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Burundi: The History of Conflict

  • Word Count: 672
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Burundi has some of the greatest climate that Africa has to offer and is fairly densely

populated as a result. The highly desirable land in this country is one of the primary

elements of long term conflicts for the ethnic tribes who occupy it. (“The World and Its

Peoples“, 424) For a long time in its history Burundi was occupied in harmony by the

Batwa Pygmies in the forest regions and the Bahutu (Hutu) tribes living in the savannah

regions. During the 15th century the Watusi (Tutsi) arrived in Burundi. They came from

Ethiopia in search of more fertile land and soon conquered over the Hutu (“The World

and Its Peoples“, 424).

The minority culture of the Tutsi people succeeded in acquiring power over the

earlier ethnic groups in Burundi thanks to there sharp political sense (Landon). Thy

brought a new structure of religion and even technological advancements in healing and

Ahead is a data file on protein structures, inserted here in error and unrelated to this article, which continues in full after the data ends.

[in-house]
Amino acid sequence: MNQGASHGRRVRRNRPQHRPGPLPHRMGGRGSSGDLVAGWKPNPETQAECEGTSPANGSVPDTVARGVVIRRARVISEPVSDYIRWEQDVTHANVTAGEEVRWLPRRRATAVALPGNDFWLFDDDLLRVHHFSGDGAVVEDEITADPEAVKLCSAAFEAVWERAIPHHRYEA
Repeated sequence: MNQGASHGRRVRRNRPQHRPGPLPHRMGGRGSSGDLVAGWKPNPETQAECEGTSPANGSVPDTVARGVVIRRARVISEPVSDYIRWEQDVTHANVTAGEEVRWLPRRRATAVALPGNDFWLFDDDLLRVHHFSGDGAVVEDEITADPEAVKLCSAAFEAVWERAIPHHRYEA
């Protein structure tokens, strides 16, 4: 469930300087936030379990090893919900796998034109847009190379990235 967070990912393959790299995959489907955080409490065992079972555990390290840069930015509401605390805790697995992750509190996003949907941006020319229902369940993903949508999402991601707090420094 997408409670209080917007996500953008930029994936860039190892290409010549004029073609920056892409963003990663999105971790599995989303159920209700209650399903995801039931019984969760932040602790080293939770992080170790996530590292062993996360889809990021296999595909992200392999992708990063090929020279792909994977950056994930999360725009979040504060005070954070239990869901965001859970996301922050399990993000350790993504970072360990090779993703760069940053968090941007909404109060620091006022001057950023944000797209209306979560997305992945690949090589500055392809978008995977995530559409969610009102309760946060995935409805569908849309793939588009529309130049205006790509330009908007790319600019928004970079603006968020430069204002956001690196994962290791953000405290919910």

preservation of goods (Landon). In addition, the Tutsi people were tall in stature, and had

much lighter skin than the Hutu people. In migrating they also introduced cattle grazing.

The Hutu then, and now, were farmers whose crude methods of cultivation impoverished

the region (Clarke). The Hutu then invited the value of new life that the cow would hold.

Tutsis were the only people in the land who could own cattle because their superiority

allowed them to graze the sacred animal. The Hutu absorbed many Tutsi customs even

though they made up around 20% of the population (Clarke).

At first, the established supremacy of the Tutsi tribes was a beneficial relationship.

The Hutu raised crops for the Tutsi in return for their protection and served underneath

them in a balanced harmony for centuries. Even in the colonial era, when Belgium ruled

the area, after taking it from Germany in 1916, the two groups lived as one, speaking the

same language , intermarrying, and obeying a near...

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